The following editorial was written for Commonweal’s June print edition. Soon after it went to press, news broke that an eighteen-year-old man had killed nineteen schoolchildren and two adults in Uvalde, Texas, before being killed by police. It is being reported that he was armed with a handgun and an AR-15 semi-automatic rifle. Texas Governor Greg Abbott released a statement calling the shooting “senseless” and urging all Texans “to come together.” Texas Senator Ted Cruz tweeted that he and his wife were “fervently lifting up in prayer the children and families in the horrific shooting in Uvalde.” Both men are featured speakers at this weekend’s annual meeting of the National Rifle Association in Houston.
One measure of a sick society is how much suffering it can resign itself to. By this measure, the United States isn’t doing very well these days. Much of the country is now treating an ongoing global pandemic—one that has killed more than a million of our fellow citizens—as if it were already behind us, though thousands are still hospitalized every day. An opioid epidemic that took the lives of more than a hundred thousand Americans last year is often spoken of as if it were a natural disaster: lamentable, mysterious, out of our control. Meanwhile, as the rate of real natural disasters steadily increases, we carry on as if extreme weather events were acts of God rather than evidence of climate change, a problem we helped cause and could still correct if we chose to. Call this attitude exhaustion or call it callousness. Just don’t call it resilience: there are things one shouldn’t get over too quickly, and things one should never get used to. This—not the number of people leaving their jobs—is the Great Resignation we should be most worried about.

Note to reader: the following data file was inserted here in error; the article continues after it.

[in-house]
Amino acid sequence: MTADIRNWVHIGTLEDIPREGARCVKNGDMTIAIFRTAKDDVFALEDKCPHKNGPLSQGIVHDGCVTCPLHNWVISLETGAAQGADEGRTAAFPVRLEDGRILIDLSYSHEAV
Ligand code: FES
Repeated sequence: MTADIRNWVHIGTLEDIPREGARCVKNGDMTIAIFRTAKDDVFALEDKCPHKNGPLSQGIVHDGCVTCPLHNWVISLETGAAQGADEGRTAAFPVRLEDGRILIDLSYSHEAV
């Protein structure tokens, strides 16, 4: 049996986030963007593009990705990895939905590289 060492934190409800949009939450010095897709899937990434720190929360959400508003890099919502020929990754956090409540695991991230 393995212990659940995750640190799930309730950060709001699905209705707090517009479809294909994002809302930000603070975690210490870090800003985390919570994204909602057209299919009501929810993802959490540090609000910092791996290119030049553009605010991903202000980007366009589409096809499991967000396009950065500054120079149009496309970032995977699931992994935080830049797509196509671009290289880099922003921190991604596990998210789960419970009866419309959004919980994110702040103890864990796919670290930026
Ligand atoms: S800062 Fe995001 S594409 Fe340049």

Perhaps the most egregious example of this disabling fatalism is our collective unwillingness to do anything serious about gun violence. The intervals between mass shootings seem to get shorter with every passing year. So does the time it takes us to mourn and move on. We know there will be another shooting all too soon, and many of us seem to have decided that there is nothing we can do about it. The names and places change, the death counts vary, but most of these stories are otherwise distressingly similar: a very young man, in the grip of some hatred or delusion, gets hold of a very dangerous weapon and kills as many people as he can.
On May 14 an eighteen-year-old white supremacist opened fire at a grocery store in a Black neighborhood of Buffalo. Ten people died, three more were injured. Eleven of the victims were Black. The next day there were two more mass shootings, one at a flea market in Houston, another at a church near Los Angeles, but these received relatively little media coverage. There is, after all, a limit to how many shootings the public can pay attention to in one weekend. The Gun Violence Archive reports that, as of May 23, there have been 210 mass shootings (shootings with at least four victims) in 2022. That’s an average of ten a week.